Crime is up. Prices are up. Border crossings in the Southwest are up. Unemployment is still up. Our national debt is up. Gas is hard to find. Civil unrest surrounds us. And the Middle East is in turmoil. Sounds a lot like the ’70s to me.
Last night, my husband, Jimmy, went to fill up my car with gas. He did this because our area of Atlanta has recently experienced higher-than-normal crime. According to the Atlanta Police Department’s May 1 crime report for our zone, auto theft is up 50 percent, robbery up 54 percent, aggravated assault up 57 percent, and auto larceny up 57 percent. Talk about a crime wave.
Criminals often target the gas stations near us because they are near an interstate highway, which allows for a fast getaway.
Jimmy waited in a line that had formed due to the Colonial Pipeline shutdown. When, after a considerable amount of time, he was able to buy gas, he found that only premium grade was available — at $4.80 a gallon. You might be thinking, “It’s only due to the cyberattack.” Not true.
This Wednesday, the U.S. Bureau of Labor Statistics announced the Consumer Price Index for April. The 4.2 percent annual increase “is the largest 12-month increase since a 4.9-percent increase for the period ending September 2008.” This index will likely be higher in May, once the massive spike in fuel costs from the pipeline shutdown is included.
If prices are rising, unemployment must be falling, right? Wrong again. Last Friday, the U.S. Bureau of Labor Statistics reported that “both the unemployment rate, at 6.1 percent, and the number of unemployed persons, at 9.8 million, were little changed in April.” Since millions of people are still out of work, jobs must not be available, right? Sorry, wrong once more.
The U.S. Bureau of Labor Statistics reported that, on March 31, “the job openings level reached a series high of 8.1 million (+597,000).” This is the highest recorded number since December 2000, when the bureau started tracking this metric. You heard it right: There are a record number of job openings, but unemployment is holding steady. Why? People are opting not to return to work.
It’s not just our economy that is experiencing problems. So, too, are our borders. According to the U.S. Customs and Border Protection website, southwest-border encounters numbered 178,622 last month. During that same month last year, there were 17,106 such encounters. The year-to-date number for 2021 is 531,533, versus 124,838 for the first four months of 2020. This is a 326 percent increase. People are flooding our southern border.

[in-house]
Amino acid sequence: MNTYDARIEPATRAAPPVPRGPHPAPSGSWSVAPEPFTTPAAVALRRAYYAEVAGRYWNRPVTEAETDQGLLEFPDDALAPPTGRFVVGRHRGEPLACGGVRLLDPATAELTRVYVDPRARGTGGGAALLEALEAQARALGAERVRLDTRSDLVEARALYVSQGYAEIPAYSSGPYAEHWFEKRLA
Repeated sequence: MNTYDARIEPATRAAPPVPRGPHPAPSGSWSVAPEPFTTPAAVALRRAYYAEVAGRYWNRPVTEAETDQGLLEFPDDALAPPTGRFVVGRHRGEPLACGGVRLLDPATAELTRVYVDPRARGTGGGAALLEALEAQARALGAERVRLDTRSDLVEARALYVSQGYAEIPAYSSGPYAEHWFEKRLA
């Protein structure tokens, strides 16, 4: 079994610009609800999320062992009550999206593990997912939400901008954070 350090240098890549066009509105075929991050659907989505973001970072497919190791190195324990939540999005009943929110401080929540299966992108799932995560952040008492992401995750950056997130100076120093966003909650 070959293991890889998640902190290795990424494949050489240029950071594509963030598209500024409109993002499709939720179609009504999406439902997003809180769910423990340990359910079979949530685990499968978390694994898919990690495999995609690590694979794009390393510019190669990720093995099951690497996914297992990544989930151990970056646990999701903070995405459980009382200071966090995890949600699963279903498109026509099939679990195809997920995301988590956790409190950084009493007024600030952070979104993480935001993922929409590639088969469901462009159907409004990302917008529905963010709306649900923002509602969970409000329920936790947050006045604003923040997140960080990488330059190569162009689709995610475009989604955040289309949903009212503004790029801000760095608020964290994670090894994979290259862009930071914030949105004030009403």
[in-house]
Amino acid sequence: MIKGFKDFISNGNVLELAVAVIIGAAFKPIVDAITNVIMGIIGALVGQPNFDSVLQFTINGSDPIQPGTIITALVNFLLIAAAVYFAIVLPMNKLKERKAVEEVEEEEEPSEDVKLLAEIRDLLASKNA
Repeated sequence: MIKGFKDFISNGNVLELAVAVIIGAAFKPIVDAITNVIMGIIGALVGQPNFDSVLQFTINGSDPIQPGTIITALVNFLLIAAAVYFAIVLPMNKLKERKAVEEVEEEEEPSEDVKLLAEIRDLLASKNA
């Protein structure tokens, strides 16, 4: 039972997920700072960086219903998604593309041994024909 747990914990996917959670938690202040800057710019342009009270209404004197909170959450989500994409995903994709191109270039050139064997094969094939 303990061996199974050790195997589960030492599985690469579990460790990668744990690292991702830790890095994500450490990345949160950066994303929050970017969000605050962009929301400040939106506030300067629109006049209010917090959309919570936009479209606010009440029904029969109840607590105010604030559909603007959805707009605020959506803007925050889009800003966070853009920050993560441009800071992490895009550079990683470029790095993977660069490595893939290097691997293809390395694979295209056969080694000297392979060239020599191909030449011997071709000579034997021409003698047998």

You might be thinking, “Well, at least the world is more stable.” The conflict between Israel and Hamas might change your mind. In recent days, Hamas has fired more than 600 rockets into Israel, “forcing the closure of Israel’s main international airport, Ben Gurion,” a Wednesday CNN article read.
Why did Hamas fire rockets into Jerusalem and other Israeli cities? “The militants say their offensive is a response to the actions of Israeli police who fired stun grenades inside the Al-Aqsa Mosque in Jerusalem — one of the city’s holiest sites — on Monday morning,” the article read.
In retaliation, a 9News article read, the “Israeli military has conducted more than 150 strikes in Gaza as of Tuesday afternoon.”
At least our nation’s fiscal foundation is strong, right? Well, hold on there. Based on statistics from the U.S. Office of Management and Budget and the Federal Reserve Bank of St. Louis, our total public debt as a percentage of gross domestic product was 107 as of last December; since then, it has ballooned to 129 percent. In 2010, it had hit a high of 88 percent.
Well, that’s a simple problem to resolve, you might think. After all, we can just tax the rich more, as President Biden’s administration has proposed.
According to the Tax Foundation, the top half of U.S. taxpayers pay 97 percent of all federal income taxes. The top 1 percent pay 52 percent of their income to federal taxes. The bottom half of income pay on average 25 percent of their income in taxes. The top earners are already paying most of the taxes.
So here’s your take-home lesson from today: We need to reduce crime, encourage employment, tighten up the money supply, secure our borders and reduce federal spending. The American people can do anything; they just have to face facts first and move forward with optimism. We need leaders for our country, not for one party or another. We have no time for malaise. Let’s get moving.
To find out more about Jackie Gingrich Cushman, and read features by other Creators Syndicate writers and cartoonists, visit www.creators.com.
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